Every once in a while, it’s good to ask yourself, “When was the last time I had a real conversation with someone who doesn’t believe in God? Do I even know anyone like that?”
The reality is that people of no religious belief are one of the fastest-growing segments of the population. They’re also just the sort of people Jesus engaged.
With this in mind, our church began to contemplate how we could connect with people who would never set foot in a church on Sunday morning. We decided we had to go where people were already hanging out. So a year and a half ago, on an October Thursday evening, we started a conversation group called “Pub Theology.”
We had cleared the plan with the owner of a local brewery and put up a few posters, but we weren’t really sure what to expect. More than 15 people showed up that first night, and we’ve rarely missed a Thursday since.
In many ways we’ve connected with the crowd we set out to meet: people who have left the church but consider themselves “spiritual” individuals who believe in an undefined higher power, atheists, Buddhists, and others. It’s an open environment: there are no presentations or lectures, just good talk over a good brew.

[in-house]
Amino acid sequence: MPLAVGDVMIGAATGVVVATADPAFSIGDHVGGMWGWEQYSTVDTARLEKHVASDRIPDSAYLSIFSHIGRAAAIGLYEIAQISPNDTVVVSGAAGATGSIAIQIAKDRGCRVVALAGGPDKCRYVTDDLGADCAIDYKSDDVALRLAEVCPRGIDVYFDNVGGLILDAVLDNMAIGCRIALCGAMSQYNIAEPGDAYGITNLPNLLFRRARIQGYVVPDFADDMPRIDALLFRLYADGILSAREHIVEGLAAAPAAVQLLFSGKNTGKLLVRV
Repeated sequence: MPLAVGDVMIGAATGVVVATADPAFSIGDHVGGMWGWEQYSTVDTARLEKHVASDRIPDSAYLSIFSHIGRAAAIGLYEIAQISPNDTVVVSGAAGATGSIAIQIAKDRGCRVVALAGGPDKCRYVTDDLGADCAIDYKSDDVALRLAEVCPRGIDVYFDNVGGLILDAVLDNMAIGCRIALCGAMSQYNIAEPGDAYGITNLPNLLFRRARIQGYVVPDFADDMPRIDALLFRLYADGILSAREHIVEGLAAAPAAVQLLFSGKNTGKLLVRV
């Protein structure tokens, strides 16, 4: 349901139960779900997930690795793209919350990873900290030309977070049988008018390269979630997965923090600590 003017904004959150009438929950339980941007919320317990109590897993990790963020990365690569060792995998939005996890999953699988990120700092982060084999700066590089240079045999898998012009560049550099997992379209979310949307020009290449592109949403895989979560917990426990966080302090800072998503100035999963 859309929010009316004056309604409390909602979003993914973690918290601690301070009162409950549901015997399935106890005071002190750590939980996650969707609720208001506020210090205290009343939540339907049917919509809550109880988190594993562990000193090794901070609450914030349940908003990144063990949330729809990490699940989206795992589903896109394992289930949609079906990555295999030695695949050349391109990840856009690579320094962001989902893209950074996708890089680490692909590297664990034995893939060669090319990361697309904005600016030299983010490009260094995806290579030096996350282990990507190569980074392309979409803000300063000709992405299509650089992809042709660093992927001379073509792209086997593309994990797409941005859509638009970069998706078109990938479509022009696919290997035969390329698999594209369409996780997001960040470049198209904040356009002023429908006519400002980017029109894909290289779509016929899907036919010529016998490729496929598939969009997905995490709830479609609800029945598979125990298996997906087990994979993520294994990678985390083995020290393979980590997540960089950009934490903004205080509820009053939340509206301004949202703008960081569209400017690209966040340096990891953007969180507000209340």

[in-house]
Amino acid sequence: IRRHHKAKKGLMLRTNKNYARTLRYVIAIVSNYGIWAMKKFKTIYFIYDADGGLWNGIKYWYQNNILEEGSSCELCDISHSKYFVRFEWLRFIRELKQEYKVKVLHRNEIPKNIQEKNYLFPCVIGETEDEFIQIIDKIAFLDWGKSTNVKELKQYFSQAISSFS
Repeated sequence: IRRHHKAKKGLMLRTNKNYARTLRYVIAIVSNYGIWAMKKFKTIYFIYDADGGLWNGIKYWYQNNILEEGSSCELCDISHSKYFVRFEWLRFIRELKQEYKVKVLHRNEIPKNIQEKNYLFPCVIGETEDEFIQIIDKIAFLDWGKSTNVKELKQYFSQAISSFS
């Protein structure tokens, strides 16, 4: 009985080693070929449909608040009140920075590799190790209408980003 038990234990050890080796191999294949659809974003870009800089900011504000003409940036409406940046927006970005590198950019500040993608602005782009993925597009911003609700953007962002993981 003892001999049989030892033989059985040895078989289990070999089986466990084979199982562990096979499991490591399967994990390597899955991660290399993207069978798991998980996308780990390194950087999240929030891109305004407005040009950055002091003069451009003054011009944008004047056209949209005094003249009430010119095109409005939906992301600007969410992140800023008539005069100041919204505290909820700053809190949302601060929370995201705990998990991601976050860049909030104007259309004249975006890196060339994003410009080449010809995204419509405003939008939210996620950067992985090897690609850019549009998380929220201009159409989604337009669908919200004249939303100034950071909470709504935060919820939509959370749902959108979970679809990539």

Fertile Ground and a Safe Place
One of Pub Theology’s regular attenders, Steve, is an atheist. He loves coming because it’s the first time he’s met Christians who are willing to admit they don’t know it all. “If more Christians were like this, I would be much more open toward people of faith,” he said to me. Many of the Christians who attended Pub Theology have said the same thing about people of unbelief. That is a healthy development. It opens the door to meaningful relationships that can become fertile ground where the gospel can be seen, experienced, and shared.